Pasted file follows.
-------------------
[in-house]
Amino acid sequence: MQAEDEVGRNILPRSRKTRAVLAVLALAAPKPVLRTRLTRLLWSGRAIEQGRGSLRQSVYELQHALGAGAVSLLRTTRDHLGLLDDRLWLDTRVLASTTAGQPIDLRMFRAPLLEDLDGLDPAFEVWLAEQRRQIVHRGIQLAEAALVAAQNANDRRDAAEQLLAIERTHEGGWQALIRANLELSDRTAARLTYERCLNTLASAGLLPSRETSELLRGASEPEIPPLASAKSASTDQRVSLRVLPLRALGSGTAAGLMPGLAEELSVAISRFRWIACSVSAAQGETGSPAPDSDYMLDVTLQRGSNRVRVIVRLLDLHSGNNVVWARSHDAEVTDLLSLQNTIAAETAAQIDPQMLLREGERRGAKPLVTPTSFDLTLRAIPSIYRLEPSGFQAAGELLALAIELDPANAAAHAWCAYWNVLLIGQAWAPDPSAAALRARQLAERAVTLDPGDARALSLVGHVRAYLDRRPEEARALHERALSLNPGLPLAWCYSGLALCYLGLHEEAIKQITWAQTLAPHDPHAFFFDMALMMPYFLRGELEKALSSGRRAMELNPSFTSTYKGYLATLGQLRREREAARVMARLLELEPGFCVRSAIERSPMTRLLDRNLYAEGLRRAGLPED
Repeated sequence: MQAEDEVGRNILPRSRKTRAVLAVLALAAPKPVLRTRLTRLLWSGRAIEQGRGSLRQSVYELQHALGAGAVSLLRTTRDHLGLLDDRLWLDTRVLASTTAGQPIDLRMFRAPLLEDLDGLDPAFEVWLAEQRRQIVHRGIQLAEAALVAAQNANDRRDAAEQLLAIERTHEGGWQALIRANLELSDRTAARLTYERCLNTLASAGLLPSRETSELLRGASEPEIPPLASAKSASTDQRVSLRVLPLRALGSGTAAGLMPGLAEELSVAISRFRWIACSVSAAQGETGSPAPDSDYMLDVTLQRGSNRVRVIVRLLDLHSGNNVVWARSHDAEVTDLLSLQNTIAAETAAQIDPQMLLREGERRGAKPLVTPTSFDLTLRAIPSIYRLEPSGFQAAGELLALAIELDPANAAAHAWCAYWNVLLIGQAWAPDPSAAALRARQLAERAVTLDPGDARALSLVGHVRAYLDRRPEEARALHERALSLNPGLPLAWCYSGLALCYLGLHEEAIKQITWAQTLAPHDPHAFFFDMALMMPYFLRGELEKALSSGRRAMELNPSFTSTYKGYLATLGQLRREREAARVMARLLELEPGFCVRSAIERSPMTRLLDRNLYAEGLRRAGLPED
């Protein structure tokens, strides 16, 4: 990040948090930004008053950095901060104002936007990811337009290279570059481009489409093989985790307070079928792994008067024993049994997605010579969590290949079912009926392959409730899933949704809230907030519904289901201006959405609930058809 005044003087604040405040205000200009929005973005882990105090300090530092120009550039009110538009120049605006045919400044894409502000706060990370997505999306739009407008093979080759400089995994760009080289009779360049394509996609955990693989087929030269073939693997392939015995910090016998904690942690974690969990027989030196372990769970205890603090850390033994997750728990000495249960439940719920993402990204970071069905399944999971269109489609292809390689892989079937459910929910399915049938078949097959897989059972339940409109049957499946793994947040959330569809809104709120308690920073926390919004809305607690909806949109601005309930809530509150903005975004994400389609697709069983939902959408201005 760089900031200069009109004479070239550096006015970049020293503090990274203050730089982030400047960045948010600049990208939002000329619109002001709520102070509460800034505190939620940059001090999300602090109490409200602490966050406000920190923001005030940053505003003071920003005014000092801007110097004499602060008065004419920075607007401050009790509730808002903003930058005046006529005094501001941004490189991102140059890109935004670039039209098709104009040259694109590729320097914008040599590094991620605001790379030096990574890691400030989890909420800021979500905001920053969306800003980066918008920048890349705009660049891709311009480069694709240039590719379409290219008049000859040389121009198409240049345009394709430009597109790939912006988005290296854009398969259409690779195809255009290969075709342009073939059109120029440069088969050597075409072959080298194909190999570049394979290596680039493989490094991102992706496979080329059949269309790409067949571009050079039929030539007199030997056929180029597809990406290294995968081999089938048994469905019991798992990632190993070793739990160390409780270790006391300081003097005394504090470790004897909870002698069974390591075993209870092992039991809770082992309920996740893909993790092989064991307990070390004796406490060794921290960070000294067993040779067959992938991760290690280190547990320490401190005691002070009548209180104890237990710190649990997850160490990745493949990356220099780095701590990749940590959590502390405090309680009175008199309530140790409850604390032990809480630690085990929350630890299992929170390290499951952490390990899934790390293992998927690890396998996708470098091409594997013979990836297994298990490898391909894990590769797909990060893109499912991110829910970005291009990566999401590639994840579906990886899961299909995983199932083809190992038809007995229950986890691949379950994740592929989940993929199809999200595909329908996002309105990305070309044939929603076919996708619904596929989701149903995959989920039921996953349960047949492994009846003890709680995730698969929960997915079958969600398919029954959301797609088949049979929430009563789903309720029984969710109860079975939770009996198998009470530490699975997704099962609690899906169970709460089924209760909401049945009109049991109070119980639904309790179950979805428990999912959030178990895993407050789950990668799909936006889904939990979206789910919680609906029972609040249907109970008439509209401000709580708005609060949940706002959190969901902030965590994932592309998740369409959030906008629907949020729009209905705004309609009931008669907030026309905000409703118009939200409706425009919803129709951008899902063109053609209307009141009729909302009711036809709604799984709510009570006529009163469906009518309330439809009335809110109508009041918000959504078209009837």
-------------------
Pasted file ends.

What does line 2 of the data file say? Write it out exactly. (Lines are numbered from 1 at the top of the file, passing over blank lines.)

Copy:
Amino acid sequence: MQAEDEVGRNILPRSRKTRAVLAVLALAAPKPVLRTRLTRLLWSGRAIEQGRGSLRQSVYELQHALGAGAVSLLRTTRDHLGLLDDRLWLDTRVLASTTAGQPIDLRMFRAPLLEDLDGLDPAFEVWLAEQRRQIVHRGIQLAEAALVAAQNANDRRDAAEQLLAIERTHEGGWQALIRANLELSDRTAARLTYERCLNTLASAGLLPSRETSELLRGASEPEIPPLASAKSASTDQRVSLRVLPLRALGSGTAAGLMPGLAEELSVAISRFRWIACSVSAAQGETGSPAPDSDYMLDVTLQRGSNRVRVIVRLLDLHSGNNVVWARSHDAEVTDLLSLQNTIAAETAAQIDPQMLLREGERRGAKPLVTPTSFDLTLRAIPSIYRLEPSGFQAAGELLALAIELDPANAAAHAWCAYWNVLLIGQAWAPDPSAAALRARQLAERAVTLDPGDARALSLVGHVRAYLDRRPEEARALHERALSLNPGLPLAWCYSGLALCYLGLHEEAIKQITWAQTLAPHDPHAFFFDMALMMPYFLRGELEKALSSGRRAMELNPSFTSTYKGYLATLGQLRREREAARVMARLLELEPGFCVRSAIERSPMTRLLDRNLYAEGLRRAGLPED